Hideo Kojima is not just adding occasional, novel, fourth-wall breaking moments just for the heck of it. Rather, he is unashamedly making videogames that do not pretend they are not videogames. Videogames that do not separate “form” and “content” but that are quite aware how entangled the two are on such a mundane level. Solid Snake doesn’t blink when he is told to press the action button – this is a videogame; of course that is how he climbs a ladder.
So the game critic, if they are to understand what a videogame is doing, needs to understand this clashing of the actual world with the virtual. The best critics already do this, of course, effortlessly combining the buttons they are pressing with the actions of the character in the same sentence. The lure of immersion, however, constantly tempts us to talk about virtual worlds as purely virtual worlds, detached from the “real” world rather than a dependent part of that real world. As players, we want to feel immersion. We want to make virtual worlds make sense independent of the actual world.
An example drawing upon a piece of writing that has disappeared from the Internet (well, mostly): Tim Rogers essay on Earthbound. There is an anecdote some way into this essay where Rogers discusses a dilapidated house missing the rear wall. Rogers doesn’t discuss this house as a house with three walls, but as a house with two walls: the third wall has collapsed, and the fourth wall has been removed so the player can see into the house. This is a common trope in JRPGs and 2D games generally, but we never really think about it: entire walls are removed so the player can get a clear view. In those screens, that wall simply does not exist. We, as players, imagine it into existence. It is up to the player to build the fourth wall, to create that separation of the virtual world from the actual world, to separate the game’s content from the form, to feel immersed.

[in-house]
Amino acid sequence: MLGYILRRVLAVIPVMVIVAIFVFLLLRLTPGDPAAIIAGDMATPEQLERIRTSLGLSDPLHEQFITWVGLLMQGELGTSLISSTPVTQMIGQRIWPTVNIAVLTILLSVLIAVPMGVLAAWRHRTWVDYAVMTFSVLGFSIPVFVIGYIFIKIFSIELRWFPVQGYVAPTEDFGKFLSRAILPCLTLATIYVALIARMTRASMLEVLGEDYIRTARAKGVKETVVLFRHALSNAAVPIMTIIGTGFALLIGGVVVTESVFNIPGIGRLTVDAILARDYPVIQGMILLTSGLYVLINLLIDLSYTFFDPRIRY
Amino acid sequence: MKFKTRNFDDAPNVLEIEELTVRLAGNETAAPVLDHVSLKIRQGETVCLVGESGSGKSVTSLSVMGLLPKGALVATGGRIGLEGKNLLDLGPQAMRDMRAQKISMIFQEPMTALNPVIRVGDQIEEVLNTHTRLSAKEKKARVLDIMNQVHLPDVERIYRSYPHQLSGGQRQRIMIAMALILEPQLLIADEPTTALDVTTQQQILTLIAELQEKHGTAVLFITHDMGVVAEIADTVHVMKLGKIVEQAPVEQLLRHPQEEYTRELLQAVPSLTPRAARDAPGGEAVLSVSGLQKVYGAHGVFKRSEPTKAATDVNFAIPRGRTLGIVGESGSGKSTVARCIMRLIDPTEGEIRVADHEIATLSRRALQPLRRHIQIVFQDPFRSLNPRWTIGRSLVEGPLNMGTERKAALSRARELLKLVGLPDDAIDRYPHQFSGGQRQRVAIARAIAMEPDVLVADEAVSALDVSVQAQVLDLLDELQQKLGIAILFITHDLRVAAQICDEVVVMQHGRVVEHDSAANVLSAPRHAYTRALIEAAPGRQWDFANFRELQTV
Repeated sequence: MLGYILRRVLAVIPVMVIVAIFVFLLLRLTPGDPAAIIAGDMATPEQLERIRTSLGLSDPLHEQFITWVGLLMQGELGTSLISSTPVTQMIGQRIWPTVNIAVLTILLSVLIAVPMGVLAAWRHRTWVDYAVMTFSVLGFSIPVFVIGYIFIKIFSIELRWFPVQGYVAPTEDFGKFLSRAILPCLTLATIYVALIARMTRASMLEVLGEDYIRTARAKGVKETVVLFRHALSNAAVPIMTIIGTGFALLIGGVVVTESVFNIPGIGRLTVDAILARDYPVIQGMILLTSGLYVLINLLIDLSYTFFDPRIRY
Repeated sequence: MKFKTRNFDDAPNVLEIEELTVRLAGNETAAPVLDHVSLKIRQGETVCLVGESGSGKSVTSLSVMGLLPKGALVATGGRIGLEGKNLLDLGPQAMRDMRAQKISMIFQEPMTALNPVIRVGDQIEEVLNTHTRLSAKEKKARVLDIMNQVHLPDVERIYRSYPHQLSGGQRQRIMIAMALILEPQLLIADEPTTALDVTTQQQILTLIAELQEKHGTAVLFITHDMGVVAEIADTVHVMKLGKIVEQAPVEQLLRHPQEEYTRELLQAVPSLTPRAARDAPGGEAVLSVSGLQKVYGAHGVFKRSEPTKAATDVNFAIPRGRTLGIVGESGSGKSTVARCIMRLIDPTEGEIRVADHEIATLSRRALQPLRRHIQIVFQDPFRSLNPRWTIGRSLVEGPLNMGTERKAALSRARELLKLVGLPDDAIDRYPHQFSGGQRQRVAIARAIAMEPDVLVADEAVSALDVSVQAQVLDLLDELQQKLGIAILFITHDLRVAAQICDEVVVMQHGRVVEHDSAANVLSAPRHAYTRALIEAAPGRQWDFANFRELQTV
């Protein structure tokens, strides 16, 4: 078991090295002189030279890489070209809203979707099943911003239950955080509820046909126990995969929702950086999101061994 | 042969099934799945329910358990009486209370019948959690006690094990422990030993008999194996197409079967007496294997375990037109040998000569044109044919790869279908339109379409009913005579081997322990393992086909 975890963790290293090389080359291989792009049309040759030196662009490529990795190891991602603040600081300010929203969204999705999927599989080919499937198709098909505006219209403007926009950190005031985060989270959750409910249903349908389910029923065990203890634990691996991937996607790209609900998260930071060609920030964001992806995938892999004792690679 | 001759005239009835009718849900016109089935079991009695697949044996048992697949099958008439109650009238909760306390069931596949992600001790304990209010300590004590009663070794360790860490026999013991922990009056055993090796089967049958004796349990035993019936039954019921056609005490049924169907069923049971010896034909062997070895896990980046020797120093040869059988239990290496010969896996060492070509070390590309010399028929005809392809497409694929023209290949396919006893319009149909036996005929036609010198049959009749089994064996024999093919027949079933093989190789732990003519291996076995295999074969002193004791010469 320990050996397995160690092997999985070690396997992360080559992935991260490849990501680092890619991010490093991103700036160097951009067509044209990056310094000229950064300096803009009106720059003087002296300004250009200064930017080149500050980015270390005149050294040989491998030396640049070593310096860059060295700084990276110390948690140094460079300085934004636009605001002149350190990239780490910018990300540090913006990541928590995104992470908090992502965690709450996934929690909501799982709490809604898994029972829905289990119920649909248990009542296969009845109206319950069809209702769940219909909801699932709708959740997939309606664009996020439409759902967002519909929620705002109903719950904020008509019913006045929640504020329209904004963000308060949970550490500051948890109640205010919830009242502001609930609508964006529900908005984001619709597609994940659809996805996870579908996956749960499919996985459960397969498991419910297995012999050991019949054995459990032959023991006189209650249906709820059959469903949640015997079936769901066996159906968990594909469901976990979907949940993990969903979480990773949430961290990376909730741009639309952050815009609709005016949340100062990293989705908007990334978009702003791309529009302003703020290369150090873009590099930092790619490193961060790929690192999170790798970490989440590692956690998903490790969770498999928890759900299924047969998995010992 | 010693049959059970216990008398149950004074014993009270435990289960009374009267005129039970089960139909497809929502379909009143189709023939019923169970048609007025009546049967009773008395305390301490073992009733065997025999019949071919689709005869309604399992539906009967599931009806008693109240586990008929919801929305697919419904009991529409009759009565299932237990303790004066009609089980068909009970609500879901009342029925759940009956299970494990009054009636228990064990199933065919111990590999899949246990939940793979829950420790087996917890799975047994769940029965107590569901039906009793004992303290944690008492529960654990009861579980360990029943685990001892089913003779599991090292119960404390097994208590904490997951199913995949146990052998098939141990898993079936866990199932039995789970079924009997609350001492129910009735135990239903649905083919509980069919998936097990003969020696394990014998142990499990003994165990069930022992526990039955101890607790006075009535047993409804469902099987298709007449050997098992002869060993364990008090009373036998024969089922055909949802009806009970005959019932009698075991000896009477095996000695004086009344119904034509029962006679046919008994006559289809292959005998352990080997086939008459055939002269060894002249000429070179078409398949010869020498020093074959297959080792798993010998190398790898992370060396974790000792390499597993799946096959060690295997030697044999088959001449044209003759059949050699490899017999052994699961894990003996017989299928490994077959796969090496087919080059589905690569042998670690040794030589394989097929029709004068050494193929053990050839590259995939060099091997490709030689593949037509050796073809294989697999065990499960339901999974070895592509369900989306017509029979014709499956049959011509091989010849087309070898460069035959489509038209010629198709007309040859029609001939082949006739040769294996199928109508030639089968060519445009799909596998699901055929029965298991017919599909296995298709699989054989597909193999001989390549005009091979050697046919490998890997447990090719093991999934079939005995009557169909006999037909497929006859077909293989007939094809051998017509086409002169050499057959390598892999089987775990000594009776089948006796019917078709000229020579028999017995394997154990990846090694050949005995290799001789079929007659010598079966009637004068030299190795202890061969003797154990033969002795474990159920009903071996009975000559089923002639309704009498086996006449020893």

To put it another way: virtual worlds are myths. Kieron Gillen says as much in his manifesto for New Games Journalism when he notes that we are writing about places that simply do not exist.
This week, I began playing Media Molecule’s new game Tearaway on the PlayStation Vita, and I am convinced this game was made just for me. It is a game that directly confronts the fact that its virtual world is a myth, and that our interactions with it are always across the divide of worlds.
One of the first things the narrators say to the player in Tearaway is, “This is not your world.”
It’s a bold way to start a game. While almost any other game tries to help the player imagine the virtual world as sealed off, as a world they are entirely embodied and present in, Tearaway explicitly wants the player to know that the world on the screen is not their world. The narrators continue to tell the player that this is a “world of stories” as they bring things to existence with their words. This is a temporal world that exists solely for the sake of having a story and a game to move through.